‘Ghost Mine’: Digging for ghosts – by Rob Owen (The Oregonian – January 14, 2013)


Click here to view the first episode: http://www.syfy.com/videos/Ghost%20Mine/vid:2618988

Syfy’s “Ghost Mine” takes two popular cable TV reality genres — dirty jobs and paranormal investigations — and mashes them together.

Instead of sending Oregonians into Alaska, as Discovery Channel does for “Gold Rush,” “Ghost Mine” brings the action to eastern Oregon as miners and ghostbusters work side by side at the Crescent Mine near Sumpter, about 30 miles outside of Baker City.

The six-episode first season was filmed in the Elkhorn Mountains this past summer. Cottage Grove’s Dick Secord Jr. (also known as “Greybeard”) was among the miners recruited. His specialty is working old mines and finding gold previous miners have left behind. He calls it “detective mining,” the kind of work he’s done with his 82-year-old father for decades. Secord said it was his first time being filmed for a TV show.

“After a day or so you don’t notice (the cameras),” he said. “You’ve got to keep an eye on the (crew) because you don’t know what’s going to fall where.” Stranger still was the presence of paranormal investigators.

“My first thought was, I couldn’t quit laughing,” Secord said of the “Ghost Mine” premise. “We’ve got hundreds of hours underground and I guess we’re pretty closed in. I’ve got my nose forward looking for one thing and there’s a lot of stuff we overlook, stuff you block out. It was very interesting. I learned a lot.”

Secord, 59, won’t say if he saw ghosts. He’s already learned the importance of not spoiling TV show plots (“You’ll have to wait and see”) and mastering the tease: “I can tell you I’ve got a whole new outlook on it.”

Dave Caplan, vice president of development at 51 Minds, the production company that brought “Ghost Mine” to Syfy, said Oregon was chosen for production after producers learned of a supposedly haunted mine.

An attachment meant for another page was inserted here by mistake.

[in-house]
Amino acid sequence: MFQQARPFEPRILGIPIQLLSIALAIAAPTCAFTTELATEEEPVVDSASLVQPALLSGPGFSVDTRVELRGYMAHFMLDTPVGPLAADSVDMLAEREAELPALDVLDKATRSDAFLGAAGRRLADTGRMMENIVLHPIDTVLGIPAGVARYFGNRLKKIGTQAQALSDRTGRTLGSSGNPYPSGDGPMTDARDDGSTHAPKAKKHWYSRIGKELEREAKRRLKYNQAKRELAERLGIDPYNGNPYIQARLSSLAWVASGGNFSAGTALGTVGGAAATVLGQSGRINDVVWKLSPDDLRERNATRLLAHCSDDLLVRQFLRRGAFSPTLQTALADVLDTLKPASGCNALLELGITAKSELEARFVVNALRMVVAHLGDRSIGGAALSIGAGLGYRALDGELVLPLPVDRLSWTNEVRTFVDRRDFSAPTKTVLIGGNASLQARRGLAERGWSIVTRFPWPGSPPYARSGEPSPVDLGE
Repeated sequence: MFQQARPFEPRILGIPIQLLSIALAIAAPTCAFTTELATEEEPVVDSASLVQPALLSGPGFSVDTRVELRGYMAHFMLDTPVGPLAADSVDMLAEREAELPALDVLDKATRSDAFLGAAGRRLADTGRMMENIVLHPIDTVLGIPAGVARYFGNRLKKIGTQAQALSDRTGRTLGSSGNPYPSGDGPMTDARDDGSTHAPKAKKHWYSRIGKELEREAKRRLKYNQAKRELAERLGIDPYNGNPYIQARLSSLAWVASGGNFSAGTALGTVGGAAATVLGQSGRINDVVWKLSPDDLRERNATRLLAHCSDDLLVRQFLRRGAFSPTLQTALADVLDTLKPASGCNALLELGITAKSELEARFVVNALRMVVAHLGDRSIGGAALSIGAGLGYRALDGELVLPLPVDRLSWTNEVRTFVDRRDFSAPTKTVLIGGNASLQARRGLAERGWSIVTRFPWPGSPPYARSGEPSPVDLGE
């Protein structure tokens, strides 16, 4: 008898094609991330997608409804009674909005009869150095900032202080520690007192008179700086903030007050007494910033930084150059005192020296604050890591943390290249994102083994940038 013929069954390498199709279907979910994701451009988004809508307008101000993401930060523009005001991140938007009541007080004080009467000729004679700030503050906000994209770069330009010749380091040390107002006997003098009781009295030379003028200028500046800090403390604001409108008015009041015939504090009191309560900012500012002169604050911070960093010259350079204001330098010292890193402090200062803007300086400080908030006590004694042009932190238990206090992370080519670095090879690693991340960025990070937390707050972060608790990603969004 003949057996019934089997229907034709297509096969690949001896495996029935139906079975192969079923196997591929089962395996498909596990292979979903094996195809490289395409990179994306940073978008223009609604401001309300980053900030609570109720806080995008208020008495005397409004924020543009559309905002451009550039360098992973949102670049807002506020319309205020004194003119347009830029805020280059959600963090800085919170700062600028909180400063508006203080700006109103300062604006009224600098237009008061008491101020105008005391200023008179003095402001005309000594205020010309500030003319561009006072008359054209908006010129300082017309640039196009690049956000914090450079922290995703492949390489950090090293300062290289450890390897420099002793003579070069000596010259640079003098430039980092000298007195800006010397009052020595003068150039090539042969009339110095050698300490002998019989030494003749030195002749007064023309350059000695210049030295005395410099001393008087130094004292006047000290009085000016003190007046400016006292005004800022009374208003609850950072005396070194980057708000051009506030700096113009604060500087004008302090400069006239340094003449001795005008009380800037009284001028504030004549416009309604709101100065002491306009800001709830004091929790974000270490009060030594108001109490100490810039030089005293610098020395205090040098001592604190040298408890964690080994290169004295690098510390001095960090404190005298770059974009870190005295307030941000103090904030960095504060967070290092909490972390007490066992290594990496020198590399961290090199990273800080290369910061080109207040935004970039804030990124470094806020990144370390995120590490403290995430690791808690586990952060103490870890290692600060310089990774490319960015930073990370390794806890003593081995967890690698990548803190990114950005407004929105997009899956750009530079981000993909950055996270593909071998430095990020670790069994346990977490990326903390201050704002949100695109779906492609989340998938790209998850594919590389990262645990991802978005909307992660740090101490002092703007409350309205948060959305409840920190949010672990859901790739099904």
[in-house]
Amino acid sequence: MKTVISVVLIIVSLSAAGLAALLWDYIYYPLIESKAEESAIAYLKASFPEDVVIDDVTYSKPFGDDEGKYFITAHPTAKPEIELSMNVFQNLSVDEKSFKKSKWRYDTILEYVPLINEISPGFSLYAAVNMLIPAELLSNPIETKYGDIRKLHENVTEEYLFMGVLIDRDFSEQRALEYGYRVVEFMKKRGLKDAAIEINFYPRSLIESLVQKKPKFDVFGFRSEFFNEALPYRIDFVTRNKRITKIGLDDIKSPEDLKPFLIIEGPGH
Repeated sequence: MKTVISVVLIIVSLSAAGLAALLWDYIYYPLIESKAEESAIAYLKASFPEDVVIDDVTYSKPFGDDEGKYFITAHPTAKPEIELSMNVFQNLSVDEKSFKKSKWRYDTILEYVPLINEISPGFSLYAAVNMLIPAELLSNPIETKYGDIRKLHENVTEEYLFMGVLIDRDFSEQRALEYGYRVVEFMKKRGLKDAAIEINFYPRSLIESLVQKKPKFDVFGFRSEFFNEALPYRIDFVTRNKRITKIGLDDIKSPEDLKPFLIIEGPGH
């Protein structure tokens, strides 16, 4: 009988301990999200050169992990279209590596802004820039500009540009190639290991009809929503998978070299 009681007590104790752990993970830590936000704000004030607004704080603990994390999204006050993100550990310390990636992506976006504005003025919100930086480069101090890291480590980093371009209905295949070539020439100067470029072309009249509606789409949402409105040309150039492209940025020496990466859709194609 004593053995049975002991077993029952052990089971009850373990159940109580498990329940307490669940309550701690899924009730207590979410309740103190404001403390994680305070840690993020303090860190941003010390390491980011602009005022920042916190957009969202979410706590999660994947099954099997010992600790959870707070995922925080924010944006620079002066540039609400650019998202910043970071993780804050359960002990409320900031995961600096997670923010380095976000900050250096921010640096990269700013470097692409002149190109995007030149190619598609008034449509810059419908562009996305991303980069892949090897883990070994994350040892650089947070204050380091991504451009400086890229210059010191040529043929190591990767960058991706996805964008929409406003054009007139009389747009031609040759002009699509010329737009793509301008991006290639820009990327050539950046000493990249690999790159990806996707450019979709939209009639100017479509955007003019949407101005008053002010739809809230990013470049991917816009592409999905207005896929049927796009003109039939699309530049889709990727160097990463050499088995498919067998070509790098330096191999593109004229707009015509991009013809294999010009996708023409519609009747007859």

“I called the mine owner, Larry Overman, and found out he was this Texas oilman, with no experience in mining, and he was determined to reopen the mine,” Caplan said. “But he’d already had one crew of miners that was scared off and he was running out of time and money.”

Producers took the show concept to Syfy. Tim Krubsack, senior vice president of alternative programming, recalled a pitch meeting interrupted by a fire drill.

“They had a couple ideas they wanted to discuss and there was a fire alarm exercise and we all had to evacuate this 32-story building and as we go they start telling me about this haunted mine in Oregon,” Krubsack said. “It was a known haunted location, which obviously fits in our wheelhouse rather nicely.”

Syfy’s other paranormal shows include the popular “Ghost Hunters” and “Ghost Hunters International.” But “Ghost Mine” marks Syfy’s first entry into the gold mining craze that’s been popular across cable networks with shows like “Gold Rush” and “Bering Sea Gold.”

“What makes gold mining really popular now is in this economic climate where people are struggling and looking for ways to make money,” Krubsack said. “These guys are out there, very relatable, blue collar, hardworking, doing everything they can to support their families. A lot of people can relate to that work ethic and those struggles.”

For the rest of this article, please go to The Oregonian website: http://www.oregonlive.com/movies/index.ssf/2013/01/ghost_mine_digging_for_ghosts.html